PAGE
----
At lunch, my new friend had to leave for an appointment, so some of the other teachers took me to the cafeteria for lunch. Wow, school lunch in Istanbul is MUCH better than in the United States! It was free and totally healthy, Mediterranean food with things such as soup, lentil balls, sautéed vegetables, bulgur wheat, salad, fresh bread and some other dishes that looked good but contained meat. Yes, of course I wanted to take a photo of all of this, but honestly, I already felt like everyone was looking at me strangely, so I will have to photograph school lunch in Istanbul another day!
After lunch, I went into the bathroom and low and behold, there were the kinds of toilets that require squatting to go. Thank God there was at least one stall with a regular toilet! I am pretty open-mined and flexible, but honestly, I am really only into squatting to pee when I am hiking in the wilderness or something!
Later in the day, the director brought me my schedule, which was really the best news of the day because I have Mondays off and a rather fabulous schedule Tuesday through Friday! Obviously, this made me extremely happy to know that I am on a three-day weekend schedule! Then I went to make a copy of my schedule and go figure, the machine was jammed. When I tried to find someone to help me, I realized that seriously, none of the men would even look at me or acknowledge my presence, which is strange to me. My new friend explained that this is just how it is, that even after working there for three years, she does not know any of the men because they do not look at women, and even eye contact is rare when having a conversation.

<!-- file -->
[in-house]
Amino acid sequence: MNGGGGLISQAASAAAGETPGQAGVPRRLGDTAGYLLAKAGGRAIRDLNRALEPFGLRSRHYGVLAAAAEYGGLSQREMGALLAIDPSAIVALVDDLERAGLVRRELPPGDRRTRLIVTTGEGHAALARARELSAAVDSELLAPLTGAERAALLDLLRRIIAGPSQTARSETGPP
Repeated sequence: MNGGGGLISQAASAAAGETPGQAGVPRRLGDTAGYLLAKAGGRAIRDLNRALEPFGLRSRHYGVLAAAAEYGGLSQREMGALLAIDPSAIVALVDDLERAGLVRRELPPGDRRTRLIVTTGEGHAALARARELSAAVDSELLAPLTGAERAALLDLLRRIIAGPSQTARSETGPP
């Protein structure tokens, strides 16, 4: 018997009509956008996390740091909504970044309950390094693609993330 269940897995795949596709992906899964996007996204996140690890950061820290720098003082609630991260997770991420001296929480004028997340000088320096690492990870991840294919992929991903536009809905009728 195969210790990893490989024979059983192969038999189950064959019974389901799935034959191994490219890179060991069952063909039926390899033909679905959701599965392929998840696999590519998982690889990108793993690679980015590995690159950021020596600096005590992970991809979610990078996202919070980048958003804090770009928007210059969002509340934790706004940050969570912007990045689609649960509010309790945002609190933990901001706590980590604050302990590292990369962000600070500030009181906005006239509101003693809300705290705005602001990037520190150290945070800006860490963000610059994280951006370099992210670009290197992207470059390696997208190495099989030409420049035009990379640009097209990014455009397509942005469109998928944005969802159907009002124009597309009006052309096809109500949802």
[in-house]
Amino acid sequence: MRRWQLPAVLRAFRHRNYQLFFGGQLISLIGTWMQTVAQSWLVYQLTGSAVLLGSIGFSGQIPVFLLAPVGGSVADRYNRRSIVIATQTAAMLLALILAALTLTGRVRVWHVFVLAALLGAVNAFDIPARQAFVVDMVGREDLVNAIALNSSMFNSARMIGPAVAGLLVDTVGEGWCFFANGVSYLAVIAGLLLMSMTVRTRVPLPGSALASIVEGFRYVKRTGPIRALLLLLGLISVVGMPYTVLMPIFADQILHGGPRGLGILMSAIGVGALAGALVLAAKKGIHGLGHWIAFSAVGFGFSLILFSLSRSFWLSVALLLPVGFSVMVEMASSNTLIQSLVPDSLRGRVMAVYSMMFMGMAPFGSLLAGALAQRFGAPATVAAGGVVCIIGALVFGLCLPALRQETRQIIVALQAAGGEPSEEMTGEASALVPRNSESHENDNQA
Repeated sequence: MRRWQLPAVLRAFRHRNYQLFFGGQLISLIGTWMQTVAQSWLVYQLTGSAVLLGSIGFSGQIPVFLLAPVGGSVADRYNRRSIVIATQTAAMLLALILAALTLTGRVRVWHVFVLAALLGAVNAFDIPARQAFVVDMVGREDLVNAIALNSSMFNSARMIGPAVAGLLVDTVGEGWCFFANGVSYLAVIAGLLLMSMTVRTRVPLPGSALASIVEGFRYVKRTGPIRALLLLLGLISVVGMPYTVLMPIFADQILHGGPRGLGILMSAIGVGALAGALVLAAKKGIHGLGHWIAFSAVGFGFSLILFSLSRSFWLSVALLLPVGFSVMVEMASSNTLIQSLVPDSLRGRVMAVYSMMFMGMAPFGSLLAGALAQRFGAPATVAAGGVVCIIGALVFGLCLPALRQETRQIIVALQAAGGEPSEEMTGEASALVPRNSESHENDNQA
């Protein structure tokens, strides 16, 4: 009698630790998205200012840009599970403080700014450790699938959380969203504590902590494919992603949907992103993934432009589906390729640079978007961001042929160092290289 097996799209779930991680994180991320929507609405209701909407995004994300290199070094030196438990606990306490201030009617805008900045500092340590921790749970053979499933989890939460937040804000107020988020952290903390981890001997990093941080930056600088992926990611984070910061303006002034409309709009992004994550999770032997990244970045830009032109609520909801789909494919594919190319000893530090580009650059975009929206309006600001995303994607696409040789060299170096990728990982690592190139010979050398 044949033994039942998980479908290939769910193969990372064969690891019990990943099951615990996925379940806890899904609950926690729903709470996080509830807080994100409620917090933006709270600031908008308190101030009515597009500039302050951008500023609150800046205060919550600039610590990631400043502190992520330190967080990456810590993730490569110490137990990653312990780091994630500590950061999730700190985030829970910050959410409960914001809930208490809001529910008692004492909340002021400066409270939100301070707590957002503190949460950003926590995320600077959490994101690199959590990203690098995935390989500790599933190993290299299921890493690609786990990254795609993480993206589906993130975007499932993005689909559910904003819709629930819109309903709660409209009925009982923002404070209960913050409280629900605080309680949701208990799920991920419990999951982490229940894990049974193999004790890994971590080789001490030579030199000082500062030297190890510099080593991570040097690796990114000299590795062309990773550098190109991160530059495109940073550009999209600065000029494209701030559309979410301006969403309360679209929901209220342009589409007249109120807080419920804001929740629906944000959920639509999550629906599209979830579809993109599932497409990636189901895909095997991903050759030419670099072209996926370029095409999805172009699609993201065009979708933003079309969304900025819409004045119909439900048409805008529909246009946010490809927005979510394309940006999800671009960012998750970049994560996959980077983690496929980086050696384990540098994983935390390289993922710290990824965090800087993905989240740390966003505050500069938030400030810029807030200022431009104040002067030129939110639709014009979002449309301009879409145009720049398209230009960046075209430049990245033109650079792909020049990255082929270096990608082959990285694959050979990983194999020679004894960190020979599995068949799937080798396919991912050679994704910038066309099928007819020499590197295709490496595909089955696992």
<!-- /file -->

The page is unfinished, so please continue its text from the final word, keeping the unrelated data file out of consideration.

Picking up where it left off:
Before the end of the day, the director came to get me to meet the principal (this is why I am confused about the titles of these people). We went into his posh office and seriously, I am not even kidding, some kind of a waiter brought us each coffee and water, then the principal offered us each a piece of chocolate. They wanted to talk to me about changes that they want to make to their English program regarding an emphasis on conversational English. During the conversation, they looked through all of my transcripts and degrees. Then what was super weird is that they said that I mustn’t use examples that reference alcohol or tobacco when teaching. Okay? Since when and where would I ever talk about smoking and drinking to elementary school kids? Seriously, it was really bizarre, especially since everyone seems to smoke their faces off here! In fact, Müge (thank GOD) is the first person I have met here who does NOT smoke and my lungs are thankful! Plus, I have not had or even been offered a sip of alcohol the whole time I have been here, so I do not quite understand why they wanted to emphasize this, but whatever!
Overall, I must say that I am quite pleased with the job, even if there is some inevitable, definite weirdness! Yes, when I was first sitting in that office and those men were scaring me about the “dress code,” I have to admit that I almost thought about just running out the door and forgetting about teaching in Turkey! However, I believe that it will be an excellent experience for me, I will learn a ton, and I am grateful that I have my British friend who has worked there for three years and will help me to adjust to teaching in Istanbul!